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Survival of the Fittest?
Underneath the shimmering glitz of the triple-A gaming world, beneath multi-million advertising budgets and precise, scientific gameplay analysis, there exists an exciting world of underground gaming. Rife with independent titles, these underground games are often made by a single person working purely out of passion.
Many of these games receive a loyal cult following, but perhaps none have been as explosive as Dwarf Fortress, a game about survival in an unforgiving wilderness. It is a tough game to learn, but does it reward those who brave its challenges?
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In a way, the gameplay of Dwarf Fortress brings instant reminders of Oregon Trail. After a very elaborate process of world generation, Dwarf Fortress open up on the lives of a small team of dwarves who have embarked into the wilderness. These dwarves have a cache of supplies available to get them started, but are otherwise left to their own devices. Like Oregon Trail, Dwarf Fortress is essentially about surviving in an environment which is doing everything it can to kill you.
But of course, the Dwarf Fortress is much more complex than that (and much more complex than Oregon Trail). Dwarf Fortress, beyond being a survival game, Dwarf Fortress is a sandbox strategy game, and it offers a huge number of avenues for success in failure. To survive, you'll need to manage fishing, manage mining, manage crafting, manage defense, manage trading, manage, manage stockrooms, manage sleeping quarters, manage build orders, manage the behavior of your dwarves, and on and on. There are endless things to manage, and Dwarf Fortress doesn't do much of it for the player. Automation is available - but only if the player sets it up first.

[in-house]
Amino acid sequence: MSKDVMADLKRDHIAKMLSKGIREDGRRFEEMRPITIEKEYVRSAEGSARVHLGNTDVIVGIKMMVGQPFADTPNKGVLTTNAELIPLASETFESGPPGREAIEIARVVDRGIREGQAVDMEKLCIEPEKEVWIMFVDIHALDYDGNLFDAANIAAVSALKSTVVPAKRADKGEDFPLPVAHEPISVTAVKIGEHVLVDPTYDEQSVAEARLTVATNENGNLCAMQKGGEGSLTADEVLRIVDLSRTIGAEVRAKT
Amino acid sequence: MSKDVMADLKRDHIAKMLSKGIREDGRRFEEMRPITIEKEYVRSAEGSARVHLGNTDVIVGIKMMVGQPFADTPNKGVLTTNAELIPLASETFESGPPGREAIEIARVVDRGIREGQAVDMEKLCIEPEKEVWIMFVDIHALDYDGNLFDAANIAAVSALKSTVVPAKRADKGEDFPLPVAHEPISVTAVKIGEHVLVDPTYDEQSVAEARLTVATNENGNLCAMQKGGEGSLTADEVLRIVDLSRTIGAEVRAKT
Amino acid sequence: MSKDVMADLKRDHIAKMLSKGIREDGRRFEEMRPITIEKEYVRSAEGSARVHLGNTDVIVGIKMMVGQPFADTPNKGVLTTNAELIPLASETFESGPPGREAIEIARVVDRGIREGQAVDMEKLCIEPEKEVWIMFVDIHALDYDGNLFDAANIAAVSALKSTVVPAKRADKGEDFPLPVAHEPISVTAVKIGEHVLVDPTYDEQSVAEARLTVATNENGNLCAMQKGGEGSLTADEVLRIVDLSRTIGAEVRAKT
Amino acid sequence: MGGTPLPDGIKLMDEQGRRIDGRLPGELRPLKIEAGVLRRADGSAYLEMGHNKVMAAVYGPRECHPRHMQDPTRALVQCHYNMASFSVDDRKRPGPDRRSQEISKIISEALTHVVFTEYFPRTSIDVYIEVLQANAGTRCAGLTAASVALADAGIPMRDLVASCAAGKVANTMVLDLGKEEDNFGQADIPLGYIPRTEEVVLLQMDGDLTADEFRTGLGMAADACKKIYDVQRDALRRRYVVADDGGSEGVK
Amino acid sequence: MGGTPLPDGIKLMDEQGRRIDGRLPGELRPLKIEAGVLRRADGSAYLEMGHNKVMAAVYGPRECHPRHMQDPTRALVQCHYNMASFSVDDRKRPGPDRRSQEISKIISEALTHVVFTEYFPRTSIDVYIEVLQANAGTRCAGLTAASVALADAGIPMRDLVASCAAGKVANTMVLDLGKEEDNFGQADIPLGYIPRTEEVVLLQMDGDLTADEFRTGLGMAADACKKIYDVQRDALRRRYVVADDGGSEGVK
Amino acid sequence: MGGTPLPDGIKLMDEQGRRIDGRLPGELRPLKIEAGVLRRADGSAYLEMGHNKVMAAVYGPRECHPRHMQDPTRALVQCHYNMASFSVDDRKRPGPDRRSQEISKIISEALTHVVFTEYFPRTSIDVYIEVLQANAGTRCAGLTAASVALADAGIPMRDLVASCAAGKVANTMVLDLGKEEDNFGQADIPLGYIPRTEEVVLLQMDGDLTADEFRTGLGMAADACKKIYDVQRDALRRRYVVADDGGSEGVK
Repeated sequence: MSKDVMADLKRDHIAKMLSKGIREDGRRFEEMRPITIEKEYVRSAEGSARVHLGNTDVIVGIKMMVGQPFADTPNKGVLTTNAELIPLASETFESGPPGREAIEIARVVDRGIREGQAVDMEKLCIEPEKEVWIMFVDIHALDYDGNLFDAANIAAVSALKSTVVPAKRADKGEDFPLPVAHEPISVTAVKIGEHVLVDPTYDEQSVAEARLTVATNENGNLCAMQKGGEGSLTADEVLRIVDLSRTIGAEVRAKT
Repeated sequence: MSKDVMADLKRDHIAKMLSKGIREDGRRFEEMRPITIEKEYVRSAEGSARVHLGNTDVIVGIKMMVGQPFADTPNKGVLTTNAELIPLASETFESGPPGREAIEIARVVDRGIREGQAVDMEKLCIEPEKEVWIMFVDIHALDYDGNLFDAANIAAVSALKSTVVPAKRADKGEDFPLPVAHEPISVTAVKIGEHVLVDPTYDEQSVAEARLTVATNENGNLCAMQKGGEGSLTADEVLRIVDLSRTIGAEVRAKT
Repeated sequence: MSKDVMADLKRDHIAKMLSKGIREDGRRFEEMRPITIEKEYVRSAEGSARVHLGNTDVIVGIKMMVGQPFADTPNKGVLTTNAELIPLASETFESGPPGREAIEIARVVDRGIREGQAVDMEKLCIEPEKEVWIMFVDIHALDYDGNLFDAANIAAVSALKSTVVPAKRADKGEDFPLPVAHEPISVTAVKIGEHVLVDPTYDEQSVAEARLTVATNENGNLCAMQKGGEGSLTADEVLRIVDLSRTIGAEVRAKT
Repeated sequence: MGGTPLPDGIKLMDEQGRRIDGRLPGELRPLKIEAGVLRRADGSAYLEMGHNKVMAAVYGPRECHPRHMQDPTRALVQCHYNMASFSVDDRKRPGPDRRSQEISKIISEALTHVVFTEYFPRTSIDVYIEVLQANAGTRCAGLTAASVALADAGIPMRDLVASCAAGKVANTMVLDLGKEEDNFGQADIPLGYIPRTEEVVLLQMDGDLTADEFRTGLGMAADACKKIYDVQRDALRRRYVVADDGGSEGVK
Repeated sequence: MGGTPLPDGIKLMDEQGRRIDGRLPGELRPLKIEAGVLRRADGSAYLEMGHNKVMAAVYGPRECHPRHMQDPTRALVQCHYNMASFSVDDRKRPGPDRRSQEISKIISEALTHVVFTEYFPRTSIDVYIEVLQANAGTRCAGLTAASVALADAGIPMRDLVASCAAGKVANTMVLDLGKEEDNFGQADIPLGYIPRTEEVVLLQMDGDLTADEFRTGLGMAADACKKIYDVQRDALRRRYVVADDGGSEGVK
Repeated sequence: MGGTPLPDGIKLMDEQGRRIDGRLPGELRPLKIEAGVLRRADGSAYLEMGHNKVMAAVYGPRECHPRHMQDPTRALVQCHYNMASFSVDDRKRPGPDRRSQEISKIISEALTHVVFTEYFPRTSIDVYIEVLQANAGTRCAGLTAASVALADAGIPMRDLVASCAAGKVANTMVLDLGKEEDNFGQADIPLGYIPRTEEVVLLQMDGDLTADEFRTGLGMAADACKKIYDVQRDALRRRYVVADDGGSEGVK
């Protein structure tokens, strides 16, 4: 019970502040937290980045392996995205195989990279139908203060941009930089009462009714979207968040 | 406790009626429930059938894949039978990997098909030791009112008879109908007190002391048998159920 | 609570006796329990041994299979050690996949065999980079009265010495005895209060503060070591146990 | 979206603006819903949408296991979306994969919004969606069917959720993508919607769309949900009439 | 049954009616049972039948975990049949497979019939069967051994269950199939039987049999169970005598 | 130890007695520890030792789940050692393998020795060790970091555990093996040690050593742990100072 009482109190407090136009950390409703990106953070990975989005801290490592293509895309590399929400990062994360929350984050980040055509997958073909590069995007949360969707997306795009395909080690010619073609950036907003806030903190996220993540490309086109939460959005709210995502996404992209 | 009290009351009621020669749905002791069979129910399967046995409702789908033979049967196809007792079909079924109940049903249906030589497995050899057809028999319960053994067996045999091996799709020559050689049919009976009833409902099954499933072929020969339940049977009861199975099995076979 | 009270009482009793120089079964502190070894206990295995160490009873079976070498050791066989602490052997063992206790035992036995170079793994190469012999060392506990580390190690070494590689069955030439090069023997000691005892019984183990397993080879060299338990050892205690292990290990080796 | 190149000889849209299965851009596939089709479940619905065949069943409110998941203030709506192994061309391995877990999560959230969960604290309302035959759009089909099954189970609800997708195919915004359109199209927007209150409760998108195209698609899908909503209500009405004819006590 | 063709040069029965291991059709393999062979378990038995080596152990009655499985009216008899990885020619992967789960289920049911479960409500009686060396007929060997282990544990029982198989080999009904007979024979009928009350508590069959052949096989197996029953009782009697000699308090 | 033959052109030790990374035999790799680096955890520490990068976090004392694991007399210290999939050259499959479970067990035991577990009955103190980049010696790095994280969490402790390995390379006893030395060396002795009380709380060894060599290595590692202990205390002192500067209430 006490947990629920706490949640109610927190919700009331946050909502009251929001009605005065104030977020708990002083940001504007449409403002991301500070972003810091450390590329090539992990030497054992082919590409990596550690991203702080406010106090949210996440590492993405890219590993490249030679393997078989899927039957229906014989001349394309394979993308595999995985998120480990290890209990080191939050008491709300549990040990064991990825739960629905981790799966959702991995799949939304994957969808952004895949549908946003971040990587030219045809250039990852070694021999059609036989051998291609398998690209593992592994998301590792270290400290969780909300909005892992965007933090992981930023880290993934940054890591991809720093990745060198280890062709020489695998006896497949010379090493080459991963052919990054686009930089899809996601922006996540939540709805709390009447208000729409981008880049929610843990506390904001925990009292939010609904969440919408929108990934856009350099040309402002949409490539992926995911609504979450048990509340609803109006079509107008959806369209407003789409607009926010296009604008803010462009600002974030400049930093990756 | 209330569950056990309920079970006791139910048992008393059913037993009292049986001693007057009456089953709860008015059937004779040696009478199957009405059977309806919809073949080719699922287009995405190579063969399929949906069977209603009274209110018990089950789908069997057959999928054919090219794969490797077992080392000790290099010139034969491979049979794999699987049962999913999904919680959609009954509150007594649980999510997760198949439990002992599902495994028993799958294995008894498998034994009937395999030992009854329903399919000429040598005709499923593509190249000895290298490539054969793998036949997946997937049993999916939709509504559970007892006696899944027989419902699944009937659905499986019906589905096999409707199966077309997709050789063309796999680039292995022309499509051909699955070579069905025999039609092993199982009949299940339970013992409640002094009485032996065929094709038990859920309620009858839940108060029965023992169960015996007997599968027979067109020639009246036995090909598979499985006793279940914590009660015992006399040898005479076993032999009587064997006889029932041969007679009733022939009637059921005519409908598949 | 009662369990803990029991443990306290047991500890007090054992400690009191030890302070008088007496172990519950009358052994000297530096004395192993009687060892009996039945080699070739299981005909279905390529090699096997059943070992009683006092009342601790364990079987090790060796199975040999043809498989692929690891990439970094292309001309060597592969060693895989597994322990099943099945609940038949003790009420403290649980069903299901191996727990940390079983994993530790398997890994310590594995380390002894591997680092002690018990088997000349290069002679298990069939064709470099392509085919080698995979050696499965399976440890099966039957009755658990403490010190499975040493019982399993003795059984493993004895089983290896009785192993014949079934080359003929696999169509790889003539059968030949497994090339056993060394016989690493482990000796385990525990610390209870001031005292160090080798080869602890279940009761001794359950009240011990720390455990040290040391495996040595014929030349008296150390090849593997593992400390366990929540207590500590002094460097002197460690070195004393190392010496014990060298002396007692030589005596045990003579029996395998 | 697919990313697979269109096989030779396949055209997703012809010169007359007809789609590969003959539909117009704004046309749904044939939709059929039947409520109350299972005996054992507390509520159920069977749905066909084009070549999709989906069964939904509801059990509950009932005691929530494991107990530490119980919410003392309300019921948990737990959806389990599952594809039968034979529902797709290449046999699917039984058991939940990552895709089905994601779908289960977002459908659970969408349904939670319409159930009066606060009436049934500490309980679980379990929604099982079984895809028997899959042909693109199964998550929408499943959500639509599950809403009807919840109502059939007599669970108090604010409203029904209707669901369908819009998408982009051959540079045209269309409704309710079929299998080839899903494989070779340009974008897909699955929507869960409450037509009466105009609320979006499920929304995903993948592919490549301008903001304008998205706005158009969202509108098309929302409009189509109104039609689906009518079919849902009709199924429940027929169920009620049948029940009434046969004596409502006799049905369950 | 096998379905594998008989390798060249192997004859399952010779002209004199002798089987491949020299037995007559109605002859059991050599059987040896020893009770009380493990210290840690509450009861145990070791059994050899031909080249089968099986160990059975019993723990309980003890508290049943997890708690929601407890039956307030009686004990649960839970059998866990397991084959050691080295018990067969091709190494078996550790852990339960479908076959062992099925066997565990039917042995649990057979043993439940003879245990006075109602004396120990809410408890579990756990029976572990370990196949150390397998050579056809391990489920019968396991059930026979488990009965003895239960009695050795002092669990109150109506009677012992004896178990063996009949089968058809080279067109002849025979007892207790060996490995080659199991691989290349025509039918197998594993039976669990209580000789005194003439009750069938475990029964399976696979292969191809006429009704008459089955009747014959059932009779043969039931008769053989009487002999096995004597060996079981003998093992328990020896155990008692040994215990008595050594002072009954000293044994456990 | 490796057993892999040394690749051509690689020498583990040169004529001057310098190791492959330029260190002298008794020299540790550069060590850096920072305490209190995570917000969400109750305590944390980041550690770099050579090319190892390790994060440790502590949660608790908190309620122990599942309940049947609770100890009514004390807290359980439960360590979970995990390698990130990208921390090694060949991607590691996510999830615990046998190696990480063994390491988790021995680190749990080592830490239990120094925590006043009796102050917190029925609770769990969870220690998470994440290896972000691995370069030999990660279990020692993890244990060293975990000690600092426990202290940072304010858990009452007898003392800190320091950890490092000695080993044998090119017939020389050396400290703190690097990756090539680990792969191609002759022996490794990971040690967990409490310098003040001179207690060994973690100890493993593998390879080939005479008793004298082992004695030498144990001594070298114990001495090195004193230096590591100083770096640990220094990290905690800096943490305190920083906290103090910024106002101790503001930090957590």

This is the challenge and dilemma of Dwarf Fortress. It is an insanely confusing game at first glance. There are likely thousands of things which can be managed and adjusted, and the interface is not well explained or laid out. It is not a game for everyone.
But that's the point, and the bluntness of the game's complexity is refreshing. That isn't to say its always fun. But just like playing Oregon Trail, playing Dwarf Fortress isn't just about winning. Its about exploring a world which is always different and always dangerous. While it would be nice if the game was less deliberately obtuse, the game's difficulty enhances the sense of adventure and success that comes with surviving your first winter.
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Graphics and Sound
Part of the famously steep learning curve of Dwarf Fortress comes down to its graphics. From the intro screen to the gameplay, Dwarf Fortress uses a very basic ASCII graphic style. This style however, is not because of any technical ineptitude or lack of time - a fact that is obvious in the game's short intro which uses the game's visual style to display an elaborate sequence of events.
While the graphics are initially confusing, they do serve a purpose. Every graphic represents a specific entity, which means that Dwarf Fortress packs a lot of information into a small screen. However, the size of the screen itself is an issue, as Dwarf Fortress's standard resolution is tiny and difficult to play on my 22 inch monitor.
The game's sounds are surprisingly good, and a bit more modern than one would expect considering the game's appearance. The music is actually pleasing to listen to - a shocker for a free game - and the other sounds, while sparse and often abrupt, do their job. They are certainly less appealing than those found in most triple-A games, but they are satisfactory for a title of this type.
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Dwarf Fortress's steep learning curve means it isn't for everyone, and even those who can slog through the first few hours of learning may not find it to their tastes. However, there are few sandbox strategy games which can compare in detail to Dwarf Fortress.
There is also a certain charm to the game, a hard to describe X factor, which puts it over the top. Failure comes often, but that makes success all the sweeter. Make it through winter, and Dwarf Fortress will feel like a miracle simulator.